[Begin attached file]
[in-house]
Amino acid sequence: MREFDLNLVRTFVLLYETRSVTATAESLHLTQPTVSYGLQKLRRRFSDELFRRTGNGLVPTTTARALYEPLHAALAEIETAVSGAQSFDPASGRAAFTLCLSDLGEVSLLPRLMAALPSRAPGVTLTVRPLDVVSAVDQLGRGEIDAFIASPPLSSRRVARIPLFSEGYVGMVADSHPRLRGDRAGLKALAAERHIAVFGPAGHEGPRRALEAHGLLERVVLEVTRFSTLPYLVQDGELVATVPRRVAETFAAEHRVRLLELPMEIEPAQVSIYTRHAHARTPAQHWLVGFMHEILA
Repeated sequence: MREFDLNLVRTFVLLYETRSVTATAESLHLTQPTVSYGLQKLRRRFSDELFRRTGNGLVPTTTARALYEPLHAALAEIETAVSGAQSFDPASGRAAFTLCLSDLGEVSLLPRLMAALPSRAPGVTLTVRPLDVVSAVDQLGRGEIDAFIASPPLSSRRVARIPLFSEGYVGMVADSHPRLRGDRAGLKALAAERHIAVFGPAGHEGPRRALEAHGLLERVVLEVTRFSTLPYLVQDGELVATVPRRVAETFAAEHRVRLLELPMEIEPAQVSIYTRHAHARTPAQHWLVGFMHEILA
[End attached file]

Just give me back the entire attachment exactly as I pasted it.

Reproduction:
[in-house]
Amino acid sequence: MREFDLNLVRTFVLLYETRSVTATAESLHLTQPTVSYGLQKLRRRFSDELFRRTGNGLVPTTTARALYEPLHAALAEIETAVSGAQSFDPASGRAAFTLCLSDLGEVSLLPRLMAALPSRAPGVTLTVRPLDVVSAVDQLGRGEIDAFIASPPLSSRRVARIPLFSEGYVGMVADSHPRLRGDRAGLKALAAERHIAVFGPAGHEGPRRALEAHGLLERVVLEVTRFSTLPYLVQDGELVATVPRRVAETFAAEHRVRLLELPMEIEPAQVSIYTRHAHARTPAQHWLVGFMHEILA
Repeated sequence: MREFDLNLVRTFVLLYETRSVTATAESLHLTQPTVSYGLQKLRRRFSDELFRRTGNGLVPTTTARALYEPLHAALAEIETAVSGAQSFDPASGRAAFTLCLSDLGEVSLLPRLMAALPSRAPGVTLTVRPLDVVSAVDQLGRGEIDAFIASPPLSSRRVARIPLFSEGYVGMVADSHPRLRGDRAGLKALAAERHIAVFGPAGHEGPRRALEAHGLLERVVLEVTRFSTLPYLVQDGELVATVPRRVAETFAAEHRVRLLELPMEIEPAQVSIYTRHAHARTPAQHWLVGFMHEILA